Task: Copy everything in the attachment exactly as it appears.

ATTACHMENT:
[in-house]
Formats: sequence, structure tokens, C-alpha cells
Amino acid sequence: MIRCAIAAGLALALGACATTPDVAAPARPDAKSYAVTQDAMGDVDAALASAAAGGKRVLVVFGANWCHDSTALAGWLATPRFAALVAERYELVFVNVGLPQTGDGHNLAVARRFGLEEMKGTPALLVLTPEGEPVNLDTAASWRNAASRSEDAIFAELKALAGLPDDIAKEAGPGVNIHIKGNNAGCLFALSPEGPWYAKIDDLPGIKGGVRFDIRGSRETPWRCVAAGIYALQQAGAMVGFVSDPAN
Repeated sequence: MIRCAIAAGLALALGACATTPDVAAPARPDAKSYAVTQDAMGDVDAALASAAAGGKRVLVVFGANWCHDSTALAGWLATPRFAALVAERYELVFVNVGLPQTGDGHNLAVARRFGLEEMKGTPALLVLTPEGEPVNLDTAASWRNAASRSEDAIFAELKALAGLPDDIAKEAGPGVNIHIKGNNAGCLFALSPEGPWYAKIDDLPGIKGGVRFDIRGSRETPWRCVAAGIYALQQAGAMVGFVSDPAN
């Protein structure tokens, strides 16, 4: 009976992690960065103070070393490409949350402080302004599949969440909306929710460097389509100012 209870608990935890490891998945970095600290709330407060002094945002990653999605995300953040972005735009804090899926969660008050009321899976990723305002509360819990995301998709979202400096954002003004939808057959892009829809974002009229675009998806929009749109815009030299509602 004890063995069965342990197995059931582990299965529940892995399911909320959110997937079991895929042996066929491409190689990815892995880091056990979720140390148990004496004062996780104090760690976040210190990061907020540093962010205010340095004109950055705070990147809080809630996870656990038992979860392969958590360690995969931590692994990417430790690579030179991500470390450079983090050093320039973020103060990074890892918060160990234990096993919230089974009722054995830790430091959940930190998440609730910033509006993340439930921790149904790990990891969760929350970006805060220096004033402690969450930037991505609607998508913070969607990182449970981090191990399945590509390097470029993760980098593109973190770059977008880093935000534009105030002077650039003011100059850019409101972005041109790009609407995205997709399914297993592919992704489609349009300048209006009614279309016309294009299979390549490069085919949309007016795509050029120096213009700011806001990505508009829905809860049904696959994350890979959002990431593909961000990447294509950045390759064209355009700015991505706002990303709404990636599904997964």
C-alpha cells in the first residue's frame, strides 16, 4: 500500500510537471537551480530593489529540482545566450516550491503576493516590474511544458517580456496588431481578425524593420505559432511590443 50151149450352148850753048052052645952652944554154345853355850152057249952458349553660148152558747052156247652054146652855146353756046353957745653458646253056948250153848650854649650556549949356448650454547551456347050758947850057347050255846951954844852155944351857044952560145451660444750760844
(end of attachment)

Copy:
[in-house]
Formats: sequence, structure tokens, C-alpha cells
Amino acid sequence: MIRCAIAAGLALALGACATTPDVAAPARPDAKSYAVTQDAMGDVDAALASAAAGGKRVLVVFGANWCHDSTALAGWLATPRFAALVAERYELVFVNVGLPQTGDGHNLAVARRFGLEEMKGTPALLVLTPEGEPVNLDTAASWRNAASRSEDAIFAELKALAGLPDDIAKEAGPGVNIHIKGNNAGCLFALSPEGPWYAKIDDLPGIKGGVRFDIRGSRETPWRCVAAGIYALQQAGAMVGFVSDPAN
Repeated sequence: MIRCAIAAGLALALGACATTPDVAAPARPDAKSYAVTQDAMGDVDAALASAAAGGKRVLVVFGANWCHDSTALAGWLATPRFAALVAERYELVFVNVGLPQTGDGHNLAVARRFGLEEMKGTPALLVLTPEGEPVNLDTAASWRNAASRSEDAIFAELKALAGLPDDIAKEAGPGVNIHIKGNNAGCLFALSPEGPWYAKIDDLPGIKGGVRFDIRGSRETPWRCVAAGIYALQQAGAMVGFVSDPAN
């Protein structure tokens, strides 16, 4: 009976992690960065103070070393490409949350402080302004599949969440909306929710460097389509100012 209870608990935890490891998945970095600290709330407060002094945002990653999605995300953040972005735009804090899926969660008050009321899976990723305002509360819990995301998709979202400096954002003004939808057959892009829809974002009229675009998806929009749109815009030299509602 004890063995069965342990197995059931582990299965529940892995399911909320959110997937079991895929042996066929491409190689990815892995880091056990979720140390148990004496004062996780104090760690976040210190990061907020540093962010205010340095004109950055705070990147809080809630996870656990038992979860392969958590360690995969931590692994990417430790690579030179991500470390450079983090050093320039973020103060990074890892918060160990234990096993919230089974009722054995830790430091959940930190998440609730910033509006993340439930921790149904790990990891969760929350970006805060220096004033402690969450930037991505609607998508913070969607990182449970981090191990399945590509390097470029993760980098593109973190770059977008880093935000534009105030002077650039003011100059850019409101972005041109790009609407995205997709399914297993592919992704489609349009300048209006009614279309016309294009299979390549490069085919949309007016795509050029120096213009700011806001990505508009829905809860049904696959994350890979959002990431593909961000990447294509950045390759064209355009700015991505706002990303709404990636599904997964």
C-alpha cells in the first residue's frame, strides 16, 4: 500500500510537471537551480530593489529540482545566450516550491503576493516590474511544458517580456496588431481578425524593420505559432511590443 50151149450352148850753048052052645952652944554154345853355850152057249952458349553660148152558747052156247652054146652855146353756046353957745653458646253056948250153848650854649650556549949356448650454547551456347050758947850057347050255846951954844852155944351857044952560145451660444750760844